To track who is logging into your Azure SQL database, enable auditing (here’s how to do that) with audit entries directed to an Azure storage blob. There are two ways to do this: at the database server level and at the individual database level. Either is fine, but for the example that follows, auditing is assumed to be at the db server level. The example query can be adjusted to work with auditing at the database level, but one of the two auditing options is definitely required to be on!
Run this query to find out all the principals (users) who have logged in so far today into your Azure SQL database.
The output is something like the following, assuming if I’ve logged in 12 times so far today with my AAD account (firstname.lastname@example.org) and 1 time with a database-specific credential (myadmin):
09-Nov-2019 (Saturday) email@example.com 12
09-Nov-2019 (Saturday) myadmin 1
The query might take a while time to run, depending on how much data you are traversing. In one of my test environments, it takes nearly 20 minutes. I am sure it is sensitive the amount of data you are logging, database activity, and maybe settings on your blob (not sure if premium storage is supported, but I’m not using it and didn’t test with it).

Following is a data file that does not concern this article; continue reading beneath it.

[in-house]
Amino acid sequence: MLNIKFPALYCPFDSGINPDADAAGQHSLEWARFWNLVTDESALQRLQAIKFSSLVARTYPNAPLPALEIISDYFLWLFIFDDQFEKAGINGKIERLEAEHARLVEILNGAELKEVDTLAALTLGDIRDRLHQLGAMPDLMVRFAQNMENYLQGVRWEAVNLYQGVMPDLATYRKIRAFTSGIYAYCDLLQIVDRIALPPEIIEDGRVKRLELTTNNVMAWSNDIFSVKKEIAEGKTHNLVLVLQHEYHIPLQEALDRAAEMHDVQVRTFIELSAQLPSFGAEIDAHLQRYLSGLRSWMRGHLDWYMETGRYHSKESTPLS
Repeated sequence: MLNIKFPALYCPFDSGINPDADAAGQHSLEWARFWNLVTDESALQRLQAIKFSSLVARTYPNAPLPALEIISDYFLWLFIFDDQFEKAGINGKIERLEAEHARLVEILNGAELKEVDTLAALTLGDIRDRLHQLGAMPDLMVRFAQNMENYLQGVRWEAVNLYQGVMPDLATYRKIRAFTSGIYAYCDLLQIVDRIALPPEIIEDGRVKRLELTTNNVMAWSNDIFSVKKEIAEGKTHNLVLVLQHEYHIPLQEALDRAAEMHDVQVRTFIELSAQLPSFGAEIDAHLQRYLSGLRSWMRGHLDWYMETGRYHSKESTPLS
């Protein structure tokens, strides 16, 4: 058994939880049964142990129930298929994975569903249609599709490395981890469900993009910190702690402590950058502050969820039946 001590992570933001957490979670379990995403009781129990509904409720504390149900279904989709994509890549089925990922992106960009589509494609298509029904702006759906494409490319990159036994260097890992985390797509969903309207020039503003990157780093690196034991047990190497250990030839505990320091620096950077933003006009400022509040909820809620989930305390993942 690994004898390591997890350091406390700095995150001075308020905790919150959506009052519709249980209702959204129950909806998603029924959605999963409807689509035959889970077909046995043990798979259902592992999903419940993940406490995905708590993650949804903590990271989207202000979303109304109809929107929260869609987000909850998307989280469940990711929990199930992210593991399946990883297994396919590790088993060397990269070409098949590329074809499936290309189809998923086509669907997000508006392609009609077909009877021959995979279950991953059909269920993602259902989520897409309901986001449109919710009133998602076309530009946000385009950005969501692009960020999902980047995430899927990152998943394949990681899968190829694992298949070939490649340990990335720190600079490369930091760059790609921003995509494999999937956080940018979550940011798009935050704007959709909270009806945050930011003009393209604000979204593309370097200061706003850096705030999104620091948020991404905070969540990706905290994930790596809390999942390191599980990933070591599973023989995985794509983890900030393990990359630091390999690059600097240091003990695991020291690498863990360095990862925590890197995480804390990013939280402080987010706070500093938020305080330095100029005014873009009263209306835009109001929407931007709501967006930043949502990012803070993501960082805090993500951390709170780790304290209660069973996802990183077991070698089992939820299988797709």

Note: There are other ways to accomplish this, but every way I know of requires use of Azure SQL auditing. In this post we pushed them to blobs, but other destinations are available. For example, you could send to Event Hubs for a more on-the-fly tracker.
At most recent Boston Azure meeting I give (what turns out to be…) the first part of a multi-part talk on Running Azure Securely. Even though I did not cover all this content, I’ve attached the whole powerpoint deck below.
Please watch for a Part II to be scheduled.
Last night’s Boston Azure meeting featured Marija Strazdas from @AlertLogic who spoke about the Shared Security Model for security in the cloud. I also showed in more detail some of the tools that Azure provides to help customers with their side of the responsibility model including some with Azure SQL DB, Storage, KeyVault, and Azure Security Center. Here are the slides I presented (though I didn’t get through most of them).